Good afternoon Netizens,,,
“A Labour MP has been accused of xenophobia after complaining about the Polish staff who served him a disappointing bacon sandwich.” — From an article in The Telegraph (London), April 25, 2012
“A few counterexamples raise doubts: the downturn in immigration during World War I due to the interruption of transatlantic ship traffic and the mobilization of many young Europeans for the war did not lead to a decline in stereotypes and prejudice; in fact, the wartime period and the few years afterward produced some of the worst xenophobia the United States has ever seen.” — From Richard Alba's 2012 book Blurring the Color Line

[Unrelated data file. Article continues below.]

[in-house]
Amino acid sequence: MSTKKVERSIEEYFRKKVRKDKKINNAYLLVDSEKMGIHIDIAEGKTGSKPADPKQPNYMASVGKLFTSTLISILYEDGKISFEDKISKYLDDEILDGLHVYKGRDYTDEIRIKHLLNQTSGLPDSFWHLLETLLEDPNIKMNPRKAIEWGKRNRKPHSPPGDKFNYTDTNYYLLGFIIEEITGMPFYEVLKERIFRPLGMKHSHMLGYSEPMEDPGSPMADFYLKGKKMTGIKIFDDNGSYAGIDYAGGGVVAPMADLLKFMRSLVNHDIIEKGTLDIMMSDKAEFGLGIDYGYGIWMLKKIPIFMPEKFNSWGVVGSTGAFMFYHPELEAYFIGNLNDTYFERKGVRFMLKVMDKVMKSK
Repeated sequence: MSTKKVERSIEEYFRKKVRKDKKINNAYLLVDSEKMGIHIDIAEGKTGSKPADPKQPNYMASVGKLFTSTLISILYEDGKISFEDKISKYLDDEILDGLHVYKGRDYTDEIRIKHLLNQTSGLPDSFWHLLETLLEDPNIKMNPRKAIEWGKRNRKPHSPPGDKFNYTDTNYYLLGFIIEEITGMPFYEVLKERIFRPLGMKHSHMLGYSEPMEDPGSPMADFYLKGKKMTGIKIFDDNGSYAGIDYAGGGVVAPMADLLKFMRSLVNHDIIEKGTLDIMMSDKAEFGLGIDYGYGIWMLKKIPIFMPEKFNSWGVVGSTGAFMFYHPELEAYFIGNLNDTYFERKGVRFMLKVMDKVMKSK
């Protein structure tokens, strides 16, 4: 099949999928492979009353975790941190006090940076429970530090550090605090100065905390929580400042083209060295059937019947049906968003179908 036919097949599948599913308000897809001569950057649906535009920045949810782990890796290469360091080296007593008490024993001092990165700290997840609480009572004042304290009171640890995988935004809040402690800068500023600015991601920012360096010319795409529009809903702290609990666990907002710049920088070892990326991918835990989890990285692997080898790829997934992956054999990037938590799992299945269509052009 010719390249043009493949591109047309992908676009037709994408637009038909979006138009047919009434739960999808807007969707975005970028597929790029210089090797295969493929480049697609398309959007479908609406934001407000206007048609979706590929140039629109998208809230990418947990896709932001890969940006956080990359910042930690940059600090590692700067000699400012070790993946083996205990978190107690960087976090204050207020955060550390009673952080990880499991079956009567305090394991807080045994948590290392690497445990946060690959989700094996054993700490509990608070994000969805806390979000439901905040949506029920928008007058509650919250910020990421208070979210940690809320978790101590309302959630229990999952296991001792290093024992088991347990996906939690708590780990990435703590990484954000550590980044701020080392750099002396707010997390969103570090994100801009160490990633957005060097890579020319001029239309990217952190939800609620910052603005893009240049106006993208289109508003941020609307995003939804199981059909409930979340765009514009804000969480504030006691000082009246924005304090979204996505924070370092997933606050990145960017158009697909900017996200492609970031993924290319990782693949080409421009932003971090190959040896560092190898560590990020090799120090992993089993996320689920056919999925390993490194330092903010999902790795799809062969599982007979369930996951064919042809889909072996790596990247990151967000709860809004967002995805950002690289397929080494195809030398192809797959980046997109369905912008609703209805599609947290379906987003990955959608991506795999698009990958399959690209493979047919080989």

If you look back to the ancient Greek terms that underlie the word “xenophobia,” you'll discover that xenophobic individuals are literally “stranger fearing.” “Xenophobia,” that elegant-sounding name for an aversion to persons unfamiliar, ultimately derives from two Greek terms: “xenos,” which can be translated as either “stranger” or “guest,” and “phobos,” which means either “fear” or “flight.” “Phobos” is the ultimate source of all English “-phobia” terms, but many of those were actually coined in English or New Latin using the combining form “-phobia” (which traces back to “phobos”). “Xenophobia” itself came to us by way of New Latin and first appeared in print in English in 1903.